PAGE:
• 6. Cover the pot and return it to the oven. Lower the heat to 325°F (163°C) and cook until the brisket is fork-tender, about 2 hours more. Check once or twice during cooking to make sure that the liquid hasn’t bubbled away. If it has, add a few more teaspoons of water—but no more. Also, each time you check, spoon some of the liquid on top of the roast so that it drips down between the slices.
  • 7. It’s ready to serve right away with its juices, but, in fact, it’s even better the second day. (You can let the brisket cool, cover it loosely with foil, and refrigerate it overnight to serve the day after. Skim any fat from the surface of the liquid and reheat the brisket, covered, in an oven turned to 325°F (163°C) for about an hour.)
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Recipe Testers Reviews

Recipe Testers Reviews
Testers Choice
Karen Depp

Dec 07, 2011

This has to be one of the best recipes that I have tested. Easy, right to the point, basic cooking methods and a normal cut of beef all combine for a really outstanding taste treat. The flavors are fully developed, and each one compliments the others. It is comfort food — and yes, “soul food” as well. It is the chicken soup for the beef lovers amongst us.

Testers Choice
Sofia Reino

Dec 07, 2011

What an easy brisket to make, filled with flavor and tenderness. The brisket was so tender it fell apart once fully cooked, so I understand why you cut it prior to the end of its cooking time—this way, we were able to serve it as slices and not all shredded. We served it with plain mashed potatoes, and I would fully suggest that as the potatoes help soak up the pan juices. This is definitely a hearty meal, perfect for a weekend lunch—followed by a nice long nap.

Testers Choice
Lori Widmeyer

Dec 07, 2011

I had never made a brisket before, but always thought of it as a dry, tough cut of beef — this recipe proved me wrong. I do not own a cast-iron pot with lid or any pot with a lid that can go in the oven, so I had to switch from a pot on the stove to a casserole dish that I covered tightly with aluminum foil for the oven, and it still worked great. The entire process was unlike any other meat I have fixed — from icing it with the tomato paste to cutting the meat before it was done cooking — but it worked great. I never had to add liquid, and the meat came out so moist and tender. I make pork barbecue a lot, and I made the sauce I use for that to have on the side. With or without the sauce, the meat was a hit.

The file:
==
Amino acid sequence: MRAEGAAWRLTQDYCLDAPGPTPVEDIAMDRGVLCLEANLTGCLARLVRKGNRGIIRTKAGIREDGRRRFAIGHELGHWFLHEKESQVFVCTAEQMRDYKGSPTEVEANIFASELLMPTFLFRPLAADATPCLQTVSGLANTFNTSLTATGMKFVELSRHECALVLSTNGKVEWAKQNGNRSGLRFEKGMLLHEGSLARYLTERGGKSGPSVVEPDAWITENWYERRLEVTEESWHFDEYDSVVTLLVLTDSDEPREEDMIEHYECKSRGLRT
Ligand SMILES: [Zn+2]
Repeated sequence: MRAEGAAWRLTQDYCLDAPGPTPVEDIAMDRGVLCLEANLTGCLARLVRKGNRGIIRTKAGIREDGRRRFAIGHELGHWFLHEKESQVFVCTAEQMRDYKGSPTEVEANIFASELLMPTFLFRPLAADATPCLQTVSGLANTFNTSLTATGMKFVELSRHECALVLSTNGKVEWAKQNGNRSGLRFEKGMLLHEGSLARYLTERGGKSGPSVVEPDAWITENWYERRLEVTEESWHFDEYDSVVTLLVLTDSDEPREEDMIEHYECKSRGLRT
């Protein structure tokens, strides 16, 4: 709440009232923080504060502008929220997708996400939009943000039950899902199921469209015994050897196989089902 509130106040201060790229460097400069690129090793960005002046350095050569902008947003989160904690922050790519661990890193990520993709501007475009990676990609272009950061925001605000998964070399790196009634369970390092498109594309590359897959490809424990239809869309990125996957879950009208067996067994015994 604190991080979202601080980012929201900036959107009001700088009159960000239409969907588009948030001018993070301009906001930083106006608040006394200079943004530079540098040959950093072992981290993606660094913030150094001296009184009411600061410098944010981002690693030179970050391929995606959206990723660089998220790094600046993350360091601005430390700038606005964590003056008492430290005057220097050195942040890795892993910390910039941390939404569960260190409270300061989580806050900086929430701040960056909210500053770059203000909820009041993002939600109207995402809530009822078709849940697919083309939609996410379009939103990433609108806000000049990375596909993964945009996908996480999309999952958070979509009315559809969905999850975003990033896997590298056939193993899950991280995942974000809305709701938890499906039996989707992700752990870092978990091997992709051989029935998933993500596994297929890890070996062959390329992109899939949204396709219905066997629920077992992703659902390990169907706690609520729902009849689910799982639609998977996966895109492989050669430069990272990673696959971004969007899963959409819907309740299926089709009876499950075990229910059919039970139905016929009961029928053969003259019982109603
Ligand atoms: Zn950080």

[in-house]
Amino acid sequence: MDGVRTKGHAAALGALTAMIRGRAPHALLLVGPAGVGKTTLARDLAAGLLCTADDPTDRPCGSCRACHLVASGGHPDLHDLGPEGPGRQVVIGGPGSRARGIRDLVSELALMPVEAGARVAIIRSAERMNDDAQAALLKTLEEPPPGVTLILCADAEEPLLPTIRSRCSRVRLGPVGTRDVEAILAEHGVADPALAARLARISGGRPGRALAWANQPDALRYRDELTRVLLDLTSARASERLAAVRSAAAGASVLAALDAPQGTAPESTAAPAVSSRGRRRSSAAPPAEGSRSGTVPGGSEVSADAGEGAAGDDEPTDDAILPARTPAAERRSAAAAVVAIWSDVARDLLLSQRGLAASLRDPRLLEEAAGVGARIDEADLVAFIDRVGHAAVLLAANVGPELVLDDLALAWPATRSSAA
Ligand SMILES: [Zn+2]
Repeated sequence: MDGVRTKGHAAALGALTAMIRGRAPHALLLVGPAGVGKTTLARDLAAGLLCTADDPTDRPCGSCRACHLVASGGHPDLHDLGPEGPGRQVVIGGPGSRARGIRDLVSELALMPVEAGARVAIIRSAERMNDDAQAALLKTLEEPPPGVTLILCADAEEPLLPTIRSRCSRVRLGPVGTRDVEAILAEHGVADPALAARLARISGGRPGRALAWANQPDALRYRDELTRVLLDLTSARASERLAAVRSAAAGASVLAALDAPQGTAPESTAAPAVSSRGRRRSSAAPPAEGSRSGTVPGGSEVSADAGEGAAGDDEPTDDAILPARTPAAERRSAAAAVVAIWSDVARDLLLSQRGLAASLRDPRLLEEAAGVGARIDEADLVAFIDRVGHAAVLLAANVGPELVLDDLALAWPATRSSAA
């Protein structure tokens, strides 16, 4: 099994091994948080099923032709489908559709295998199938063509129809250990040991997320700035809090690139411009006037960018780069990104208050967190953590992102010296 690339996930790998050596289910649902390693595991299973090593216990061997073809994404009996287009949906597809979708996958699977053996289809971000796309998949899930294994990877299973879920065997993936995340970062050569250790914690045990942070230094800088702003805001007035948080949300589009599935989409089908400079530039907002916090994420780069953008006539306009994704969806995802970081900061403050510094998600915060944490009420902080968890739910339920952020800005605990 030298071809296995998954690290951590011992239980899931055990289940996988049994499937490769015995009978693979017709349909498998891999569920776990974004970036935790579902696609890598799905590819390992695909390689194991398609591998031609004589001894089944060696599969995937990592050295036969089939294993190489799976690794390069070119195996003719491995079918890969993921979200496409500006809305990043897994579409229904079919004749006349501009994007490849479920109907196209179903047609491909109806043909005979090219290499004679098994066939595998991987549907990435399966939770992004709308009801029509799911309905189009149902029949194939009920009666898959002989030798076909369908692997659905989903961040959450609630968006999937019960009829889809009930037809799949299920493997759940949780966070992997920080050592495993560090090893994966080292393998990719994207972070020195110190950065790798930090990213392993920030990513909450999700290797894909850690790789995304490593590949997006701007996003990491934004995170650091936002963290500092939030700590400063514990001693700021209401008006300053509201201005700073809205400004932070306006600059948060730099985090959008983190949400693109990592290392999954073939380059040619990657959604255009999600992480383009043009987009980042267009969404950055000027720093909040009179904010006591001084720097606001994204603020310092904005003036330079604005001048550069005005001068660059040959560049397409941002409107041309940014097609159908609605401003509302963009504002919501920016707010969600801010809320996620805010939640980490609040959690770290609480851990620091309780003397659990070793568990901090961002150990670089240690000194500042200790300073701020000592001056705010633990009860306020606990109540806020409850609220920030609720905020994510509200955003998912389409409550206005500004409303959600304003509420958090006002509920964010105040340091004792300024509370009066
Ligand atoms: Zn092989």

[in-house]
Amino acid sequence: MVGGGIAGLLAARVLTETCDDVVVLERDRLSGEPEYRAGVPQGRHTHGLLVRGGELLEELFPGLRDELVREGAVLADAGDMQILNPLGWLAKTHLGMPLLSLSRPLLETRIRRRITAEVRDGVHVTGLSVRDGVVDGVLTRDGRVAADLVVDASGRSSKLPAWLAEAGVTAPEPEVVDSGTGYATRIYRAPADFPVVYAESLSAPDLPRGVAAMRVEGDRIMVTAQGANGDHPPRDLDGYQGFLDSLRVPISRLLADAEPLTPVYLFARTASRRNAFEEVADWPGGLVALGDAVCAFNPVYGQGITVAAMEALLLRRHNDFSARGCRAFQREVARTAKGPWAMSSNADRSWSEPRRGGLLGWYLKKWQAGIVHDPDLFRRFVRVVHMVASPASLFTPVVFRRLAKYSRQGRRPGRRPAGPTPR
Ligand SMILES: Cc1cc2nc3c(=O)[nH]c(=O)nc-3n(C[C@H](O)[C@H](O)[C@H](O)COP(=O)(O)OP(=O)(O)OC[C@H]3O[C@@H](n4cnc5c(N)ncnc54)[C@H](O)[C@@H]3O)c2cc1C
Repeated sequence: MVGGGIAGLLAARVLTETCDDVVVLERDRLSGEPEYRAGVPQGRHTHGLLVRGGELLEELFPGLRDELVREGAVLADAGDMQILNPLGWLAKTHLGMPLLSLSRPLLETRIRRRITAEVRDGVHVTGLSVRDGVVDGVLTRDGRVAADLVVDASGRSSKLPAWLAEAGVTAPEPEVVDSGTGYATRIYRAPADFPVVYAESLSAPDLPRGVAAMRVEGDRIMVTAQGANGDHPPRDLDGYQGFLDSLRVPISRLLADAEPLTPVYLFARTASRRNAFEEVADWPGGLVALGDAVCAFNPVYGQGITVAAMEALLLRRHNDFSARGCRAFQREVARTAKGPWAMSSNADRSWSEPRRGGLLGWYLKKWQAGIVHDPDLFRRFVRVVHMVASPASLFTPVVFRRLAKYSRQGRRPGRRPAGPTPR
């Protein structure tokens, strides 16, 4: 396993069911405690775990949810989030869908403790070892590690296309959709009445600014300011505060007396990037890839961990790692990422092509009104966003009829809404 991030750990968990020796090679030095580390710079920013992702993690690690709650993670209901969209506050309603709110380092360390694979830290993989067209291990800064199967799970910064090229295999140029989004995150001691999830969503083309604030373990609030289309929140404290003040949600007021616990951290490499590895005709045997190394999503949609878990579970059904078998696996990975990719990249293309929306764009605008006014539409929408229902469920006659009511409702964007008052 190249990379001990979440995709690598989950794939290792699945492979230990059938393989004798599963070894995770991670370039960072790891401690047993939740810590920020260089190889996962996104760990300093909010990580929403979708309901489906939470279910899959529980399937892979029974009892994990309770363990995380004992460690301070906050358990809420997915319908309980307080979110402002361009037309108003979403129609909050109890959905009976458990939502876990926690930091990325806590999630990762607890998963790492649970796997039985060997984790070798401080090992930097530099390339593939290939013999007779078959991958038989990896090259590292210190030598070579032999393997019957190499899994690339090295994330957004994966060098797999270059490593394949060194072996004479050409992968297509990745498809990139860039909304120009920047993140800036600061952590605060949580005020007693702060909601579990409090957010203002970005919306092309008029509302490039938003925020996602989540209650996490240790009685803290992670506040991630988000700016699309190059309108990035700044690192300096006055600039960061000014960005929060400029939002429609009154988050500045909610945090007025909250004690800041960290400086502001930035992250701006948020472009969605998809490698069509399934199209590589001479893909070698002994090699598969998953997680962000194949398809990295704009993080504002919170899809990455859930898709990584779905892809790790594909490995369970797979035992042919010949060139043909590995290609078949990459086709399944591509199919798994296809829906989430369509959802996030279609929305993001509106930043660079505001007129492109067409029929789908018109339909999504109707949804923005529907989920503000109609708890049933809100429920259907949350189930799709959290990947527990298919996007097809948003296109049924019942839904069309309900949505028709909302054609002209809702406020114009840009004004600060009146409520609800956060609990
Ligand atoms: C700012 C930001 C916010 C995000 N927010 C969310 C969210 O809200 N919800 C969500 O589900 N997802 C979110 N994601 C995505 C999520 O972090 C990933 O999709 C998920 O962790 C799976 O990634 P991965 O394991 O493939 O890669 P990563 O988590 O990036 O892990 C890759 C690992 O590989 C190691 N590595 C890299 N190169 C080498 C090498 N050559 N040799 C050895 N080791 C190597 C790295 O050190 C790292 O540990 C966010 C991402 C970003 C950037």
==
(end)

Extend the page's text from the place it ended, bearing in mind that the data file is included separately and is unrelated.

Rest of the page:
Testers Choice
S. Kim

Dec 07, 2011

This recipe does a lot with very few ingredients. Hands-on cooking time is very minimal, and it’s amazing that it calls for no added liquid yet does not dry out. I would choose the size of brisket that best fits your pot — mine fit snug and that kept the brisket well submerged under the liquids created from cooking. My only suggested improvements would be the addition of herbs, such as thyme, and to puree the remaining sauce, to give the juices more of a sauce-like consistency. Make sure to slice thinly in step five; it really makes a noticeable difference. This holds up very well to reheating.

Testers Choice
Jackie G.

Dec 07, 2011

We’ve tried various brisket recipes over the years. This was the best brisket I’ve had since my dad’s brisket, and that was too long ago. I’ve even tried making my dad’s recipe, but it’s never turned out the way it did when he made it. I can’t single out one part of this—or his—recipe that makes it a winner. I think the secret is that everything just works together beautifully. The ingredient list is short. So much so that I wondered how much flavor the finished product could possibly have. Doesn’t 8 onions sound like a lot? But after tasting the succulent, rich, caramelized onions in the finished brisket, you may make a note on the recipe similar to the one I did. “Use even more onions next time.” I’m looking forward to the “next time” being sometime soon. As for my fear about the short ingredient list, there was no need for it. The flavor is great. And don’t shy away from making a recipe that calls for a 6-pound brisket and advertises that it feeds 10 to 12 people. You can make it, like I did, for 2 people. We portioned the leftovers, vacuum-sealed them, and stashed the packages in the freezer. The brisket froze perfectly. How great it was to have such a wonderful meal on a night when there wasn’t much time to cook.